Whilst your duties start on the day you employ someone, you can postpone the date you have to assess them and potentially put into a pension scheme for 3 months. This may be helpful if you employ short term workers or you want to align pensions with probation periods for example.

Pension Groups

You don’t have to make the same contributions for all staff. If you want to have different structures, then they are arranged into groups

Qualifying Earnings

All earnings between £5,876 and £45,000. In most cases, these are the earnings that the minimum contribution rates apply to.

Earnings Trigger

If an employee earns above this amount (pro rata for the pay period) then they have to be enrolled into a pension scheme. It is currently £10,000 p.a. (£833 per month)

Type 1 Employee

Someone earning above the earnings trigger and aged 22 - state pension age; you must put them into a pension scheme automatically. Previously known as Eligible jobholders

Type 2 Employee

Any employee aged 16 - 74 that is not Type 1. You do not have to put them into a scheme automatically but if they ask to join you must allow/enable that.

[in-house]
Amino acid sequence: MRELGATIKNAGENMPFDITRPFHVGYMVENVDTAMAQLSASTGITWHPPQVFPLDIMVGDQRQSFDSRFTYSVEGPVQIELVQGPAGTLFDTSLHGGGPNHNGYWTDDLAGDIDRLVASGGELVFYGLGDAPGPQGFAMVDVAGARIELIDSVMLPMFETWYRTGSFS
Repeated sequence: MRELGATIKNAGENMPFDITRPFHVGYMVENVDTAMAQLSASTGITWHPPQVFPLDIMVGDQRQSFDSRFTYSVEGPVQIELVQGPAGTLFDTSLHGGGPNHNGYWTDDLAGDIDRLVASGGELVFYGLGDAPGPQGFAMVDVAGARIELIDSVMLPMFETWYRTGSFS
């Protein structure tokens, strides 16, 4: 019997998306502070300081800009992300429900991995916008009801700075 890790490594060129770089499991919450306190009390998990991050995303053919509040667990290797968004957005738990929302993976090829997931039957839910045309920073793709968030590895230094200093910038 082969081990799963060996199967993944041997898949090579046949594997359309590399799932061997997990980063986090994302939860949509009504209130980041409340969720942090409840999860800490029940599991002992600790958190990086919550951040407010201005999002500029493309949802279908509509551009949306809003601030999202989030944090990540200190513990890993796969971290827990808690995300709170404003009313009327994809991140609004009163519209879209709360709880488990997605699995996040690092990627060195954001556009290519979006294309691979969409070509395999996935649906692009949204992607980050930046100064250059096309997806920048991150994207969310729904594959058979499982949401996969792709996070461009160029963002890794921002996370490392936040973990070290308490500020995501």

After you have put someone into a scheme, they may choose to leave - opt-out. Note that it is against the law for you to do anything to encourage them to do so.

PAYE scheme

As soon as you employ someone, you will probably have to register as an employer with HMRC who will set-up a PAYE scheme for you. There are a few circumstances where you do not have to do this e.g. employee earns less than £113 per week but even then, if they have another job or will claim expenses, then you will have to register.

Pay reference period

The period over which employees are assessed. The key feature about it is length or frequency e.g. a week or month as that determines the exact figure used as the earnings trigger. In practice, administration is generally simpler if this is aligned to your payroll pay periods.